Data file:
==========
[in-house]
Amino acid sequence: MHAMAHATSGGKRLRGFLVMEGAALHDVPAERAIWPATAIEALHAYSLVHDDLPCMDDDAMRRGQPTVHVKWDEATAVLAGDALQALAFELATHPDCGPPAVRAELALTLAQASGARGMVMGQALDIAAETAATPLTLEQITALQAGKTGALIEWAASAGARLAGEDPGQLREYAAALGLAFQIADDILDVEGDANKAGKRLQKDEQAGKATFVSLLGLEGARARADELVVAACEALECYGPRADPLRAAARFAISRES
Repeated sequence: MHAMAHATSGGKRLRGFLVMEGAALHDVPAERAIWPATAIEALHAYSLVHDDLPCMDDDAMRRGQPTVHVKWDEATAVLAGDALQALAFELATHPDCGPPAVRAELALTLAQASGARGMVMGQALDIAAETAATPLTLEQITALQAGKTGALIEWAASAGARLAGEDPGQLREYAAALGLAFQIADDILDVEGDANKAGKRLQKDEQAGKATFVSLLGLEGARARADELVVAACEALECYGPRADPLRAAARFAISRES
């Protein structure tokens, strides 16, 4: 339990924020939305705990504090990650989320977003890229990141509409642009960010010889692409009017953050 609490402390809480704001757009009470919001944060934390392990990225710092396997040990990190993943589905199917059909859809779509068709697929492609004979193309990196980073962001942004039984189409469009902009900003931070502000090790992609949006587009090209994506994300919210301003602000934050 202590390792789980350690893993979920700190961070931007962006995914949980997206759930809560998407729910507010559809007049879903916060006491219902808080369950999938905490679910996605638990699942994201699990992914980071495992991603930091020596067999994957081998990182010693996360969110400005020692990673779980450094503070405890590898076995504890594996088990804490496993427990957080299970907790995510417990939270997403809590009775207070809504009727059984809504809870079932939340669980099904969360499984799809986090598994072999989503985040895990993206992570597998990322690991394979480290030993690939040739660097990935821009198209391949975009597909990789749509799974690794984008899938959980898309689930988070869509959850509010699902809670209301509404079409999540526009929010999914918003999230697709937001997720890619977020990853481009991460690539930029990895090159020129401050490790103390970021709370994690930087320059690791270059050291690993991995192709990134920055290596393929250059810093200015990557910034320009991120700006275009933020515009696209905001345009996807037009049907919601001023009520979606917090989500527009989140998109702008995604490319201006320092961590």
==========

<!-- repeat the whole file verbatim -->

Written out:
[in-house]
Amino acid sequence: MHAMAHATSGGKRLRGFLVMEGAALHDVPAERAIWPATAIEALHAYSLVHDDLPCMDDDAMRRGQPTVHVKWDEATAVLAGDALQALAFELATHPDCGPPAVRAELALTLAQASGARGMVMGQALDIAAETAATPLTLEQITALQAGKTGALIEWAASAGARLAGEDPGQLREYAAALGLAFQIADDILDVEGDANKAGKRLQKDEQAGKATFVSLLGLEGARARADELVVAACEALECYGPRADPLRAAARFAISRES
Repeated sequence: MHAMAHATSGGKRLRGFLVMEGAALHDVPAERAIWPATAIEALHAYSLVHDDLPCMDDDAMRRGQPTVHVKWDEATAVLAGDALQALAFELATHPDCGPPAVRAELALTLAQASGARGMVMGQALDIAAETAATPLTLEQITALQAGKTGALIEWAASAGARLAGEDPGQLREYAAALGLAFQIADDILDVEGDANKAGKRLQKDEQAGKATFVSLLGLEGARARADELVVAACEALECYGPRADPLRAAARFAISRES
């Protein structure tokens, strides 16, 4: 339990924020939305705990504090990650989320977003890229990141509409642009960010010889692409009017953050 609490402390809480704001757009009470919001944060934390392990990225710092396997040990990190993943589905199917059909859809779509068709697929492609004979193309990196980073962001942004039984189409469009902009900003931070502000090790992609949006587009090209994506994300919210301003602000934050 202590390792789980350690893993979920700190961070931007962006995914949980997206759930809560998407729910507010559809007049879903916060006491219902808080369950999938905490679910996605638990699942994201699990992914980071495992991603930091020596067999994957081998990182010693996360969110400005020692990673779980450094503070405890590898076995504890594996088990804490496993427990957080299970907790995510417990939270997403809590009775207070809504009727059984809504809870079932939340669980099904969360499984799809986090598994072999989503985040895990993206992570597998990322690991394979480290030993690939040739660097990935821009198209391949975009597909990789749509799974690794984008899938959980898309689930988070869509959850509010699902809670209301509404079409999540526009929010999914918003999230697709937001997720890619977020990853481009991460690539930029990895090159020129401050490790103390970021709370994690930087320059690791270059050291690993991995192709990134920055290596393929250059810093200015990557910034320009991120700006275009933020515009696209905001345009996807037009049907919601001023009520979606917090989500527009989140998109702008995604490319201006320092961590």